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5 comments on “Was JRR Tolkien, The Author Of The Lord Of The Rings, A Racist?

  1. Sharon Douglas

    Ah…..sometimes a cigar is just a cigar. 😉

  2. A while back Nisi Shawl said something in a similar vein. Basically she’s a science fiction writer (African American) who grew up loving Victorian literature and who studied it in college, despite having found many elements of it……..troubling. So she did her own steam punk stuff as a sort of response.

    Basically she was in an interview where she said something to the effect of “Look Tolkien’s work does have its flaws and its blindspots with regards to culture, gender, British Imperialism and what could be interpreted as racism. However, if you look at almost any other British and/or S.African born writer of his rough cohort, you’ll see stuff that will make your skin crawl and make Tolkien’s flaws almost look like nitpicking by comparison.”

    (Ms. Shawl in her own right had a lot of original thoughts about science fiction, writing, fantasy, culture, race, gender, and the question of how you can write about people from different backgrounds….some I’d agree with some not.)

    • Arguably the greatest flaws in Tolkien’s works, if we are searching for some, are to be found in the areas of gender and class. The first is maybe forgivable in terms of the early 20th century English decades he composed his Middle-earth “lore” in, and the pseudo-Medieval/prehistoric setting where women’s roles would have been of minor significance in any case (though given the fantasy nature of the universe he could have pushed the barriers out when it came to female characters). However the very English class system and the idea of favoured bloodlines is a bit harder to take, even making an allowance for the in-universe rules.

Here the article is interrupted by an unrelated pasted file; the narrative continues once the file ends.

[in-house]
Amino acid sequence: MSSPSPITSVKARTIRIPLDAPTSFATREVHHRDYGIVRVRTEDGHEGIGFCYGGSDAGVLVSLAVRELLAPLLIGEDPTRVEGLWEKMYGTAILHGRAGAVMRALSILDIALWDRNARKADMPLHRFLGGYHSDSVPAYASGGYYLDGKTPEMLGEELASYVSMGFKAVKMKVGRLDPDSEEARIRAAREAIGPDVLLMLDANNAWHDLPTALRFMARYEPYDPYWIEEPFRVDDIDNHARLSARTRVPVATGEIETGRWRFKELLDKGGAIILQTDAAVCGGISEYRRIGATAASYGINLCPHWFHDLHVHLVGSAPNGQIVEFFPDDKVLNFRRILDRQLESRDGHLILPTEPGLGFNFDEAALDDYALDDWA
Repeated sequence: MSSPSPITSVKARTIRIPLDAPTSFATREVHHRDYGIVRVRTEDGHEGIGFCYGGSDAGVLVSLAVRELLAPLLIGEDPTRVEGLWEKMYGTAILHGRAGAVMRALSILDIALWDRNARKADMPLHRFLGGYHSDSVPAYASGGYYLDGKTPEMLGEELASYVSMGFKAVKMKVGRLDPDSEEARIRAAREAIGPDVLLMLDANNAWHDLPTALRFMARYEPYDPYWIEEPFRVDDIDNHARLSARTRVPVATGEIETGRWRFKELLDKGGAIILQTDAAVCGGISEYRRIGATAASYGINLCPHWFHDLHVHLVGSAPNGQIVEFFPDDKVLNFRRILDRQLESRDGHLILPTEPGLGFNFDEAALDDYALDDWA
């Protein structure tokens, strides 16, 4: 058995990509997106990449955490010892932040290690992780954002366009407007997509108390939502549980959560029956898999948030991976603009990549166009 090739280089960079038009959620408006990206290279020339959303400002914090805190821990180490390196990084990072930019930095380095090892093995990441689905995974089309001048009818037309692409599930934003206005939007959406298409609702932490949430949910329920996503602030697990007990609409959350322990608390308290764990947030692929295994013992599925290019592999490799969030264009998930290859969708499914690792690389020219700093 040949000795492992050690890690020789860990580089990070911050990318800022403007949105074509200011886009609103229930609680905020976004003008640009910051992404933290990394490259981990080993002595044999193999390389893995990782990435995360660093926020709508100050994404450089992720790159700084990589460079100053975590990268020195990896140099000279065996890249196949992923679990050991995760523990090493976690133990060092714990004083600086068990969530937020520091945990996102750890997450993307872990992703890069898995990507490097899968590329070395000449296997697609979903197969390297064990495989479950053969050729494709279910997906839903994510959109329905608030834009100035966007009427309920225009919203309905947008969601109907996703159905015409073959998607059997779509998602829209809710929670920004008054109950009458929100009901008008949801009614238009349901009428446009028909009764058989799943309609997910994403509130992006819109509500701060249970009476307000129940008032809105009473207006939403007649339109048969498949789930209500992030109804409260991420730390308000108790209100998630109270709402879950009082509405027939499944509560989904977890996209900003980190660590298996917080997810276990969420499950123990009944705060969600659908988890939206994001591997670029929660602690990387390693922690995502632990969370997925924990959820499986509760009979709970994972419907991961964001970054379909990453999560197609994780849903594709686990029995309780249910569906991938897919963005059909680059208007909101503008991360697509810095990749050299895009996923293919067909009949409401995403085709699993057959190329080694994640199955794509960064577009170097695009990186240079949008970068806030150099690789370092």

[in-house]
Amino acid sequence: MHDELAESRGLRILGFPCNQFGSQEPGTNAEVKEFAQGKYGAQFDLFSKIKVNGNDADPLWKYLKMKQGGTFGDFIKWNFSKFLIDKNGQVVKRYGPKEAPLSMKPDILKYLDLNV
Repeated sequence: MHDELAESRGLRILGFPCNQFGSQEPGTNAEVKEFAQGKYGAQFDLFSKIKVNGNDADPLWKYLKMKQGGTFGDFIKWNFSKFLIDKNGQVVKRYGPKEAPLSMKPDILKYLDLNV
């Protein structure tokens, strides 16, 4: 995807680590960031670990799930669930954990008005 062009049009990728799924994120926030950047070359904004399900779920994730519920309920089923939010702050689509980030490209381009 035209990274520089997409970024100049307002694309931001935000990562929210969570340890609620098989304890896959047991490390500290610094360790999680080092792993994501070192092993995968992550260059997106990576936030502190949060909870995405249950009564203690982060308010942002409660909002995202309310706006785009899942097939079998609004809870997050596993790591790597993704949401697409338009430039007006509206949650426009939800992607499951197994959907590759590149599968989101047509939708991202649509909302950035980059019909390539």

Of course, Tolkien is not the only one guilty of putting forward the idea of special bloodlines. It is a stock theme in certain types of sci-fi and fantasy fiction to the present day. Even with otherwise very liberal and “politically correct” writers.

      • You know the first I ever saw/heard of Tolkien was watching the cartoon versions of “The Hobbit”, Bakshi’s “Lord of The Rings”, and cartoon “Return of The King” followed by Baskhi’s “Wizards” when I was on “partial bed rest” from a minor head injury. It wasn’t too serious and wouldn’t have caused that much more alarm even in today’s brain injury aware climate. But my generous father temporarily moved the TV into my room during the day. I had bandages and stitches and had to crawl to the toilet at times to avoid the unpredictable attacks of vertigo and nausea.

        I remember thinking even as a kid, that the whole part where Eowyn defeated The Witch King, and said “I am no man!!”, seemed silly.

        I remember thinking, “That’s not sexist in the usual way. But…….” I couldn’t quite define why!!!!

        Suzy McKee Charnas author of the HoldFast Chronicles (Talk about subverting usual tropes!!, But I doubt that society could last.), had a theory about The Hobbits. Basically the theory started with the question of why it is that these Hobbits these small “persons” from this rural largely farming community, can talk to all these Wizards, high born Dwarves and Humans, Elves and other high ranked characters. Charnas decided that the only reason she could think of, would be if their economy was based at least partly on smuggling. But she submitted that if the Hobbits were smugglers, Tolkien should have been upfront about that.

        Where I come from we have a joke about Tolkien and Ayn Rand:

        “There are two novels that can change a bookish fourteen-year old’s life: The Lord of the Rings and Atlas Shrugged. One is a childish fantasy that often engenders a lifelong obsession with its unbelievable heroes, leading to an emotionally stunted, socially crippled adulthood, unable to deal with the real world. The other, of course, involves orcs.”